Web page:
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"SpaceShipTwo could be single stage to SUBorbit."

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exoscientist

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Interesting article here:

SpaceShipTwo could be single stage to suborbit says ESA firm.
By Rob Coppinger
on April 29, 2010 4:24 PM
"Virgin Galactic's SpaceShipTwo could be a single stage to suborbit vehicle using liquid chemical propulsion according to independent research carried out by a company that has been contracted by the European Space Agency for suborbital and hypersonic transport studies."
"... the UK firm came to the conclusion that the volume within which SS2 carries its solid rocket motor and nitrous oxide supply could equally hold a liquid chemical propulsion system capable of providing enough thrust for long enough for a horizontal take-off and ascent to 50,000ft and above without the need for WK2."
http://www.flightglobal.com/blogs/hyper ... gle-s.html

If you also filled up the passenger compartment with fuel leaving only a pilot's cabin could it even become orbital?


Bob Clark
 
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tanstaafl76

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Interesting, but somethings that come to mind:

1) I would think using WK2 would be more efficient

2) Since SS2 is designed to be a glider, I would think it would be safer to launch from 50k feet so if you have any engine issues you can abort and land safely (not necessarily true during take-off when you may not have sufficient altitude to properly bring her back in)

3) I don't think it would necessarily work to fill the whole thing with fuel in an attempt to get to orbit, not only are there probably substantial structural ramifications from the added weight, but it complicates the entire horizontal take-off proposition.
 
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SteveCNC

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While it may work to change out the engine/fuel supply with a liquid fuel system I seriously doubt it will happen . As it is the Hybrid engine is extremely safe compared to any liquid fuel system there is . There are no hazardous materials involved in SS2 as it is now and I suspect the ecological damage is also much lower with a Hybrid engine vs liquid fuel . Do you know how hazardous Hydrazine is and unstable ? Not a substance I would choose to mess with if I have a choice .
 
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aphh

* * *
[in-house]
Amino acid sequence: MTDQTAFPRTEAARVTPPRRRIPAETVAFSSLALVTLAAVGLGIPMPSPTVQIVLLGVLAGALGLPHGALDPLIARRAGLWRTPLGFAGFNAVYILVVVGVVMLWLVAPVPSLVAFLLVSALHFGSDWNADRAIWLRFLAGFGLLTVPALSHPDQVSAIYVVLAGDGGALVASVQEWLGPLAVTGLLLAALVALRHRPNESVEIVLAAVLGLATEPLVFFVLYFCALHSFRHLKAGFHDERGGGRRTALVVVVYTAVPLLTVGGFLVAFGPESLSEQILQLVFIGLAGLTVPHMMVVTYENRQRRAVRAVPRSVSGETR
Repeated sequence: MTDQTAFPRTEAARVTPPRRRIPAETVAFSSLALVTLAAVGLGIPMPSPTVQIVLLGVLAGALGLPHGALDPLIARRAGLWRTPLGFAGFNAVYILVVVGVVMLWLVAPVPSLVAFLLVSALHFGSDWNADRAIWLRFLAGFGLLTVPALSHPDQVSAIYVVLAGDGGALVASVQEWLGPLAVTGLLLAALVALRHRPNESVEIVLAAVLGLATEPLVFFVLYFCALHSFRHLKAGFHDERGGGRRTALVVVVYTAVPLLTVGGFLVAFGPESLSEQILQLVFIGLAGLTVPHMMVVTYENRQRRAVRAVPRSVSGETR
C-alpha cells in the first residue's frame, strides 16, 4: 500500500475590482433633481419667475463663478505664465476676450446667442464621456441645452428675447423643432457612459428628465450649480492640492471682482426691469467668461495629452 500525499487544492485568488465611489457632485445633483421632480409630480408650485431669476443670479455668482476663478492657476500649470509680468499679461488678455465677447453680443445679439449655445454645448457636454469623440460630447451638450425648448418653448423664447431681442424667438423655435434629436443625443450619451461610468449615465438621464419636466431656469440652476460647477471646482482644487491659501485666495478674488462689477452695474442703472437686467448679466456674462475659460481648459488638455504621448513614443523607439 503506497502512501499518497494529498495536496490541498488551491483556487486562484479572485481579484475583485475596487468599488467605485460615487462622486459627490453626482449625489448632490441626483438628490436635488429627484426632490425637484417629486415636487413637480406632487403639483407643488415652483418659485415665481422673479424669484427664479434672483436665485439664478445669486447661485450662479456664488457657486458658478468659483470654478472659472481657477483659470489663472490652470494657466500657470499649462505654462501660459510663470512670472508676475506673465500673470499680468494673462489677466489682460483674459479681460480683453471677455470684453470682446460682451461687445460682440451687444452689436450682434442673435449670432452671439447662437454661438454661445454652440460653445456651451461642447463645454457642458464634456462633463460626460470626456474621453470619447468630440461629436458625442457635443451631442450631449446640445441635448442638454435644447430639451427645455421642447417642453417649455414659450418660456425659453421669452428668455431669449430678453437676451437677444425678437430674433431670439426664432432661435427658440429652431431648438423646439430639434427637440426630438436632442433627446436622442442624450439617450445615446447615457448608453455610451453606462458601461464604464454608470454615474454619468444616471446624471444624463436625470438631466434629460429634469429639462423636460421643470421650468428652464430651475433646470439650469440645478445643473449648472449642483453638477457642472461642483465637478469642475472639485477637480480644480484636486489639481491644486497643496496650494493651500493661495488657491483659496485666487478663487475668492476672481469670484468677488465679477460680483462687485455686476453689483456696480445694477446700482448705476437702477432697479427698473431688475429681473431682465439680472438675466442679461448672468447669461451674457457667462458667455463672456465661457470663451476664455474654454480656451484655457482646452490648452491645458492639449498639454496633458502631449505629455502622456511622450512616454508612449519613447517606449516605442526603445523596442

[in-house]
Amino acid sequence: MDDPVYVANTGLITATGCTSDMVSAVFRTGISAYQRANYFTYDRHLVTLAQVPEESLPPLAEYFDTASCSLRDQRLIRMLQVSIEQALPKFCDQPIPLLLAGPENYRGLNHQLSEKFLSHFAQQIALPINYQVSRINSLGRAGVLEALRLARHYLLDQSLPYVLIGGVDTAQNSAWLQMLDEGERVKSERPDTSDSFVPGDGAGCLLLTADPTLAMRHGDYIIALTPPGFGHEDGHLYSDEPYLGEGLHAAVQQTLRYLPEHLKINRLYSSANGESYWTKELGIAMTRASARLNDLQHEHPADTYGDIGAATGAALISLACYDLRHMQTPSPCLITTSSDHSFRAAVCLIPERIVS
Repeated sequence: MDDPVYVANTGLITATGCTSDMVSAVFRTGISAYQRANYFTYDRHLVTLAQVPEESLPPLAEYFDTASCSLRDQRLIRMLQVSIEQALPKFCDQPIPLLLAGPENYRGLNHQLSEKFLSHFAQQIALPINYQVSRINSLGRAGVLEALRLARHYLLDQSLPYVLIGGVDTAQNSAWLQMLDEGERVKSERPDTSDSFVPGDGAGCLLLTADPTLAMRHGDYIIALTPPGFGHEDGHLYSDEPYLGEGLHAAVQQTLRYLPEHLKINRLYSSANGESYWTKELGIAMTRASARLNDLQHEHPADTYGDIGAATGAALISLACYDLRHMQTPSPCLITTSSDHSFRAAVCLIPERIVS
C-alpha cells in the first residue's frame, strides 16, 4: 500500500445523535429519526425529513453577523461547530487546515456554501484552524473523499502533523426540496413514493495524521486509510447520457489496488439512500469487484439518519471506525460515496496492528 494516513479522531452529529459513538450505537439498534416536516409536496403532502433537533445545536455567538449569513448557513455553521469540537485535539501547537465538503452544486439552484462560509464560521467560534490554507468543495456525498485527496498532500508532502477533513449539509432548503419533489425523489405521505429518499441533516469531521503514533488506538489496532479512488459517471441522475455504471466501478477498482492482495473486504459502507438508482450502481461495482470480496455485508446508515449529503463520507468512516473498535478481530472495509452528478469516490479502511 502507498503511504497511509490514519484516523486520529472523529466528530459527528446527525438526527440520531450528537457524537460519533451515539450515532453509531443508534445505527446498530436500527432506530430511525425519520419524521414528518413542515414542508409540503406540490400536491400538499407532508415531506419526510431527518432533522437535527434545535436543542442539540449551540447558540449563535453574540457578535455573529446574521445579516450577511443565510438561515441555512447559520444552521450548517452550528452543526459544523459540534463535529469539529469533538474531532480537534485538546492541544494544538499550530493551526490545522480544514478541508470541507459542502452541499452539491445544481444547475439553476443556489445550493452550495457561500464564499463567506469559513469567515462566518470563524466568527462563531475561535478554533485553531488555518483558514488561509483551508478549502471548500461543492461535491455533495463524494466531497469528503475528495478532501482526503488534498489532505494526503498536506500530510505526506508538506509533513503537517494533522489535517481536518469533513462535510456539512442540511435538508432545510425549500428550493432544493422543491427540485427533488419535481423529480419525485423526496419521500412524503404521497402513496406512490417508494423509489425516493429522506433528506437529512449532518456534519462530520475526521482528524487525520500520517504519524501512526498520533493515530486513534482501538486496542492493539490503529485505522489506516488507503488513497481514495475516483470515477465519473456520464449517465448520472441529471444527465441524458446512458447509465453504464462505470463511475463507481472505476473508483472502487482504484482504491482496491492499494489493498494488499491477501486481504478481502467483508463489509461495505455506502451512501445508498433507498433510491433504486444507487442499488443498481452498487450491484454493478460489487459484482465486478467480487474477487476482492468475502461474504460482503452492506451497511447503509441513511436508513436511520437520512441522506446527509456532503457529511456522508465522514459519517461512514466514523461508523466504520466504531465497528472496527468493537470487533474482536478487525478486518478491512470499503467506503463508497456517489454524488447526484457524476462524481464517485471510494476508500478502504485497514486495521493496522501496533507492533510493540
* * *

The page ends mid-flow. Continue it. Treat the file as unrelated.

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SteveCNC":32mm8c4w said:
Do you know how hazardous Hydrazine is and unstable ? Not a substance I would choose to mess with if I have a choice .
Hydrazine is actually not used for the main liquid fueled engine propellant, but as monopropellant for attitude and reaction control system. It is currently the choice for nearly all spacecraft and satellite reaction control propellant adding to the huge cost of launching a spacecraft due to it's hazardous nature.

Studies are currently underway to find a safer (and thus cheaper) alternative for Hydrazine. http://www.esa.int/esaMI/Technology/SEMPJQ9KF6G_1.html

I am glad ESA supports studying suborbital spaceflight, and I may have had a small role in that by submitting a proposal to ESA a few years back about case for suborbital spaceflight in science and astronaut training.
 
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SciFi2010

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If that is true than Burt Rutan should definitely design SpaceShipThree or Four as an orbital spacevehicle to make space more affordable for civillians. The big audience will only be interested in space-travel and space-colonization if they can participate in it.
 
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scottb50

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aphh":3616m4ve said:
SteveCNC":3616m4ve said:
Do you know how hazardous Hydrazine is and unstable ? Not a substance I would choose to mess with if I have a choice .
Hydrazine is actually not used for the main liquid fueled engine propellant, but as monopropellant for attitude and reaction control system. It is currently the choice for nearly all spacecraft and satellite reaction control propellant adding to the huge cost of launching a spacecraft due to it's hazardous nature.

Studies are currently underway to find a safer (and thus cheaper) alternative for Hydrazine. http://www.esa.int/esaMI/Technology/SEMPJQ9KF6G_1.html

I am glad ESA supports studying suborbital spaceflight, and I may have had a small role in that by submitting a proposal to ESA a few years back about case for suborbital spaceflight in science and astronaut training.